Loma Vista Recordings · February 2, 2018
Rhye is the R&B project of singer Mike Milosh, who released debut album Woman under the name with producer Robin Hannibal in 2013. Hannibal has since left the group, leaving sole creative direction to Milosh, who immediately stands out to many due to his vocals. Milosh’s voice is intentionally soft and feminine, as the project is an exploration of love and sexuality, and is in many ways a love letter to the woman who appears on Blood’s cover. Despite its best intentions though, Blood falls short of the pure magic its history promises.
Blood is undeniably very beautiful; from Milosh’s gliding voice to the delicate horns and strings, the album sounds lavish to the point of lascivity. There are certainly imperfections to Milosh’s airy voice and occasionally the arrangements fall short of being the perfect complement, but for the most part, Blood is instrumentally diverse and smooth. For an example of a song where everything went right, look no further than single ‘Please.’ The sparse piano perfectly combines with steady clapping to accent Milosh’s voice, which here is at its best. The subdued chorus highlights his pained yet saccharine delivery in a way that blurs the line between singing and beautifully moaning. ‘Phoenix,’ is also one of the most ambitious compositions Rhye has undertaken, as everything from the beginning bass line to the slick guitar riffs shows instrumental growth from Woman’s often more synthetic sound.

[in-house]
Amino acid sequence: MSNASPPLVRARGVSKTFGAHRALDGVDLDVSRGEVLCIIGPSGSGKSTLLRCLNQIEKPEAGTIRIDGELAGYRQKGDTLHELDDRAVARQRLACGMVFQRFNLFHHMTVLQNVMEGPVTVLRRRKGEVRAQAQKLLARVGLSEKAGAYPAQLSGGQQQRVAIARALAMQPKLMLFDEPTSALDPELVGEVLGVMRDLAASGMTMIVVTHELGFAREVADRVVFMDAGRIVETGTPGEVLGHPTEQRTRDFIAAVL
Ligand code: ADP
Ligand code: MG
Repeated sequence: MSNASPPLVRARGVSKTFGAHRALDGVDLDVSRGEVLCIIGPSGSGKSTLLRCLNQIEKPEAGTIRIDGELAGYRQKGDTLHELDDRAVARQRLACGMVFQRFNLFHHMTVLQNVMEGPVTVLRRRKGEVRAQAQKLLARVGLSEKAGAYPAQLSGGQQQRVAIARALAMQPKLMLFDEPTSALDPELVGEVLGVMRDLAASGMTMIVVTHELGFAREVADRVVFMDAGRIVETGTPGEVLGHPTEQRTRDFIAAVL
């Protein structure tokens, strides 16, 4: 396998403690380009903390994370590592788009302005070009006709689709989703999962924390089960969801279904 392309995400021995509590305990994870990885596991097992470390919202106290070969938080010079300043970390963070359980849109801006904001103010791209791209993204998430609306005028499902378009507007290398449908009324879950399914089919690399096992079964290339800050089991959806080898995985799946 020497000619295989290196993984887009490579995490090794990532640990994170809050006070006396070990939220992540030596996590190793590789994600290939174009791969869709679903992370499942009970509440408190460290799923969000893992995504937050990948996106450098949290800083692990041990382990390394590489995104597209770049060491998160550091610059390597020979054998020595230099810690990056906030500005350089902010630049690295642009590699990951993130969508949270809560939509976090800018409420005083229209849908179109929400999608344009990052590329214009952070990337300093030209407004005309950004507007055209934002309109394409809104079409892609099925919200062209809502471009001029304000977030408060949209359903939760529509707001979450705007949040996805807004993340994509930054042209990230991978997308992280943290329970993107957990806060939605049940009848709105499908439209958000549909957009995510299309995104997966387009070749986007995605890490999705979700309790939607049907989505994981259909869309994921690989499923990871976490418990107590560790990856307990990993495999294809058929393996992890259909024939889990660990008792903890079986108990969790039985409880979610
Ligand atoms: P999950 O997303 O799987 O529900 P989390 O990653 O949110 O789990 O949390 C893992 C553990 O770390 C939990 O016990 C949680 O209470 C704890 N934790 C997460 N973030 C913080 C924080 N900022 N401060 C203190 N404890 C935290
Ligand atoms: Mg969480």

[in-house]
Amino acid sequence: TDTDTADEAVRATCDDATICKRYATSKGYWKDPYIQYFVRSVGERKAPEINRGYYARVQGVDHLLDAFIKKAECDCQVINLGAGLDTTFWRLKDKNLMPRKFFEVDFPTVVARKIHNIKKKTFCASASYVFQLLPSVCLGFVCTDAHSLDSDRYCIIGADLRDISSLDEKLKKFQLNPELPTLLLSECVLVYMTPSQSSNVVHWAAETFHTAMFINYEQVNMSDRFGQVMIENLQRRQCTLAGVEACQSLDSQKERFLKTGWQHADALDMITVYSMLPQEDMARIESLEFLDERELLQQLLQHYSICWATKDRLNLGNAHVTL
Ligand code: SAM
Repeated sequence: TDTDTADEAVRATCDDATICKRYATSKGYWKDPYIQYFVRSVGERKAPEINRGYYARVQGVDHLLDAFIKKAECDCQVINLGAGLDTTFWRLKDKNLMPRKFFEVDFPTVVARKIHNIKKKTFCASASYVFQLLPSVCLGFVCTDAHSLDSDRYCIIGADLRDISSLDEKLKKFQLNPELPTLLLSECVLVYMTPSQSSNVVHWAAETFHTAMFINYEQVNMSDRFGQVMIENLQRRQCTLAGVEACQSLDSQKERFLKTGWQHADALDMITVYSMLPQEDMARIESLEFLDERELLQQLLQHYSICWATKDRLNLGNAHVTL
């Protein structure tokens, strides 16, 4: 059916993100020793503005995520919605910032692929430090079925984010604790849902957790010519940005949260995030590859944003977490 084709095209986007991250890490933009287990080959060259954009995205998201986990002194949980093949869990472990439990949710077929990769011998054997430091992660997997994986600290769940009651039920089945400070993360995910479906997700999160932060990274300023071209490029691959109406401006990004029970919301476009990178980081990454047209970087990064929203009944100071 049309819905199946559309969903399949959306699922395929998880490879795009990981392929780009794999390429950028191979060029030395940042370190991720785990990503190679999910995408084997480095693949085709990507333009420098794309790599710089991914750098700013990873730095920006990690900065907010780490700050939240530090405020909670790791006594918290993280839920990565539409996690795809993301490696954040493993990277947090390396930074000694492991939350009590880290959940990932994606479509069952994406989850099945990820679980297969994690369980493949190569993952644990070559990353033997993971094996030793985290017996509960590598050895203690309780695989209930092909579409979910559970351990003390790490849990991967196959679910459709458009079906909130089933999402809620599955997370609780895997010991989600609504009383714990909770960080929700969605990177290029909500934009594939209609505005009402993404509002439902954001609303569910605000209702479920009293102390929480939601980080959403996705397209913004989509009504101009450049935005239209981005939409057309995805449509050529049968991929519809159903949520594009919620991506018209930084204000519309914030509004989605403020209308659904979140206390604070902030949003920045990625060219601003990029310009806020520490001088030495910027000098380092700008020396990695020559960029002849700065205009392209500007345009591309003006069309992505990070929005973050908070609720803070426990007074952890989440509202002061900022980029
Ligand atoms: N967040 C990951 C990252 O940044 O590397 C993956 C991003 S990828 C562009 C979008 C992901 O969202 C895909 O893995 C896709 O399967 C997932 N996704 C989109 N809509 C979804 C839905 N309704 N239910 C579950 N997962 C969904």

Given this acknowledgement of its beauty, Blood falls short in one very important area: lyrically, it’s either corny or boring. The consistent subject matter of the album is love and sexuality, something that’s been absolutely beat to death by musicians over the last century. Not to say that someone cannot imbue the topic with new life and energy, but that someone is not Milosh. His description of love and sex is defined by surface level descriptions or awkward double entendres. On ‘Taste,’ Milosh refrains “I’ll lick your wounds / I’ll lay you down” like its a profound description. On ‘Softly,’ and every other track, he falls back on the all-too-played-out double meaning of “come” with “I really want you to come with me, ooh.” Overall, the lyrics just never live up to the grace and lavishness promised by the instrumentals and Milosh’s voice. This shallowness often undermines the intricacies of real love, and not to poke into Milosh’s personal life, but it is important to note that he broke up with his wife to which Woman was dedicated to during Rhye’s hiatus. Blood comes more as a portrait of lust, completely debasing the wide-eyed innocence towards love implored on Woman. There is a defense to be made of this devolution, but Milosh comes off as far too myopic to nuance the fine line he blurs between love and lust.
Rhye is certainly interesting in concept. Milosh wants to use his androgyny to accentuate a unique point of view of love and sex. But too often on Blood, he fails to fully utilize this potential and regresses to basic and animalistic depictions of such a complicated topic. No matter how orgasmic the instrumentals can be, when Milosh fails to provide any interesting subject matter, the whole project falls flat.